group photo of class

Taking a pause from our collaborative work together on campus at Swarthmore College in May 2017. (L to R) Sabea Evans, Richard Phillips, Brandon Ekweonu, Marissa Bredesen, Arya Cheng, Jamie A. Thomas.

Why a Podcast Series?

Language is the stuff of life. Everyday, we are constantly gauging the rhythm, warmth, speed, and tone of our conversational partners for clues to meaning. Often, what is said can be just as important as how it is delivered.

With its emphasis on audio, the podcast brings listeners closer to the multiple textures of voices, more than a traditional written report ever could. We can hear speakers as they want to be heard, and encounter, through their voices, the layered meanings, shared cultural values, and colloquial expressions that make up communities. We can also share the results of our project with community stakeholders, as a way of giving back to the community, and inviting further dialogue and feedback.

A journalistic endeavor, this podcast series was a pedagogical tool for cultivating:

  • Engaged scholarship,
  • Field methods in participant observation and techniques of interviewing,
  • Critical thinking and analysis of a complex, extemporaneous data set,
  • Skills of communication, collaboration, and project management,
  • An ecology of digital humanities skills.

Early in our weekly seminar, we digitally recorded audio interviews with Latinx artists, small business owners, students, and others, in visits to Taller Puertorriqueño, a cultural center located in North Philadelphia (2600 N. 5th Street). Afterwards, we reflected on these interviews and our interpersonal experiences with local residents by engaging in seminar discussions, and drafting individual, written analyses. Returning to these audio excerpts in further stages of post-production and textual editing, students opted to record their own live commentary, to report on what they learned in an informal and engaging manner. Pairing select excerpts from their community interviews with this live commentary, students developed a template for a 20-minute podcast episode, later incorporating scripted segments designed to tie each episode of the series together.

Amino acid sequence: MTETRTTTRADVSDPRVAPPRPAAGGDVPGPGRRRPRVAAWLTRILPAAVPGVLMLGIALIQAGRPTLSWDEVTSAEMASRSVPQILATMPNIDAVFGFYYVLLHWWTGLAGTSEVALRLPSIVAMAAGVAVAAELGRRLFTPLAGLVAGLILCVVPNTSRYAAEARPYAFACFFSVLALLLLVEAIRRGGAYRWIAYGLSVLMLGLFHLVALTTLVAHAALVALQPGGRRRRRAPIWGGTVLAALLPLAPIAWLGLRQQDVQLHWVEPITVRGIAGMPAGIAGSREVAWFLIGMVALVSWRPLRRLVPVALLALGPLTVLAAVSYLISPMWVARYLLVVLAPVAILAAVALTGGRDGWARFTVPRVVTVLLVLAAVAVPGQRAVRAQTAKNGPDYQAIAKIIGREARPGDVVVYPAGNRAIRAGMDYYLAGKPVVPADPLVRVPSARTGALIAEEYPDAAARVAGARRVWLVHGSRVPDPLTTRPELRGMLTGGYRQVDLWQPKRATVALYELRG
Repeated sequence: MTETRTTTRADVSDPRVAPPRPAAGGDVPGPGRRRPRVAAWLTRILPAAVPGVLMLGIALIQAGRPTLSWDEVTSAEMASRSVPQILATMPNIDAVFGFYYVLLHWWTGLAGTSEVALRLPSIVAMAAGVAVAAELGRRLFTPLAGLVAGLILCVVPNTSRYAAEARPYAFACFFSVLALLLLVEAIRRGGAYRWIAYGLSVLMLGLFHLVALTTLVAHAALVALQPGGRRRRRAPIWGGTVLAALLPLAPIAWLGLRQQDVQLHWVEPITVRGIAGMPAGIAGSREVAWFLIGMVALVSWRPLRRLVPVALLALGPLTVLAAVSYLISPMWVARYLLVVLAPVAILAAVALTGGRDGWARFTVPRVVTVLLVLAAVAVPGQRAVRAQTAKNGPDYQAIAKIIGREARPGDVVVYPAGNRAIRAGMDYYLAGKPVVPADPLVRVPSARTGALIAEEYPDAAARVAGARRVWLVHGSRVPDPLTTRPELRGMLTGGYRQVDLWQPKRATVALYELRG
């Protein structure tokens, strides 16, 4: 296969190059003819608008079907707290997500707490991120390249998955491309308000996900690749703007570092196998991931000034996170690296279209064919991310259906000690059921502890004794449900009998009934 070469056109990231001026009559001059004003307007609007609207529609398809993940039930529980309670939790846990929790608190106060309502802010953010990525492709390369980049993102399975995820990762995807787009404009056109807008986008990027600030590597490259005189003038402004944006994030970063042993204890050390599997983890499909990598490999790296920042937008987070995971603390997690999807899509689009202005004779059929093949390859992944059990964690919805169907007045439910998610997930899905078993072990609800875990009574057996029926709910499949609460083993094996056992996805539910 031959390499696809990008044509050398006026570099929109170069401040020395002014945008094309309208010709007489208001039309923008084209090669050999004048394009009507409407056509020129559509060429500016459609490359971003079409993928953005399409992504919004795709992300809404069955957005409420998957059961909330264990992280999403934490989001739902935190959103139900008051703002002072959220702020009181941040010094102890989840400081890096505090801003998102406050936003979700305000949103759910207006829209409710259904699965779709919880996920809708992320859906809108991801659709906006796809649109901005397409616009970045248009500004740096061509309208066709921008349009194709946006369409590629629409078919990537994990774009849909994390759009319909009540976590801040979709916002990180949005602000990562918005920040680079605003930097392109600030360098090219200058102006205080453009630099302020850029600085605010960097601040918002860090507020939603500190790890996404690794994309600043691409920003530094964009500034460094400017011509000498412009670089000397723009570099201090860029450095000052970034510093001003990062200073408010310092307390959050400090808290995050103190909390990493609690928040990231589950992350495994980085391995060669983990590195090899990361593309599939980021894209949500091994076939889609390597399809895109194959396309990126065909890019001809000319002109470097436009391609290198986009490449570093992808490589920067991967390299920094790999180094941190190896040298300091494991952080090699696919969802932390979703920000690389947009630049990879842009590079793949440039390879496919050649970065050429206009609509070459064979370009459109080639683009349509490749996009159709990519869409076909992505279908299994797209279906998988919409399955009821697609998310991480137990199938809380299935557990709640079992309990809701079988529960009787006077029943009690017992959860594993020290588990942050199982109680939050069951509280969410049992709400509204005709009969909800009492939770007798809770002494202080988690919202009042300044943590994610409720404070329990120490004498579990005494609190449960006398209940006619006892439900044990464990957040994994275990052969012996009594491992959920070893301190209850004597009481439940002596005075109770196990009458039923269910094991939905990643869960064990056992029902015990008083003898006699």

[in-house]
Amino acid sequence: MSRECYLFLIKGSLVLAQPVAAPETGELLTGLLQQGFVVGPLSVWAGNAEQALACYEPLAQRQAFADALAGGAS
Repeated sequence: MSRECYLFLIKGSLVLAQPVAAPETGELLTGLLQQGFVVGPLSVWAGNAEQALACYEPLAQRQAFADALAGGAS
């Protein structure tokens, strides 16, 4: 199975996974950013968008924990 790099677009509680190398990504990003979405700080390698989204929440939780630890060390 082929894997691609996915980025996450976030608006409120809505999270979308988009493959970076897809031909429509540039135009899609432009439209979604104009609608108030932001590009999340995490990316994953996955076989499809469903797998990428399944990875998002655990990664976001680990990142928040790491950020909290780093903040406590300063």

Through this semester-long experience, students with no prior experience in producing digital audio learned how to use tools of hardware (Zoom audio recorders) and software (Garageband, Audacity) through workshops with media technologists. We also learned from digital humanities librarians how to professionally archive our audio, use tools for version control (Github) and content management (Prose.io), and layer sound onto text to produce interactive web content (SoundCite JS).

Please contact ude.eromhtraws@6samohtj for more information about this online exhibit.

group working in language resource center

Students collaborate in post-production editing of interview recordings at the Language Center on campus at Swarthmore College in April 2017. (L to R) Richard Phillips, Marissa Bredesen, and Brandon Ekweonu.

What’s With the ™ ?

Across seminar discussions of what the title of our project should be, students eventually settled on AfroLatinx Podcast™ , a moniker that creatively incorporates ™ as an element of contemporary Internet and spoken slang. When a speaker adds these two letters after a phrase, they implicate the notion of trademarking, and in effect, produces a neologism that calls attention to the initial phrase and amplifies the speaker’s ownership of their innovation. Here, we celebrate our innovative collaboration in developing this digital humanities project with support from institutional partners in the Tri-Colleges, and partners in the Philadelphia community.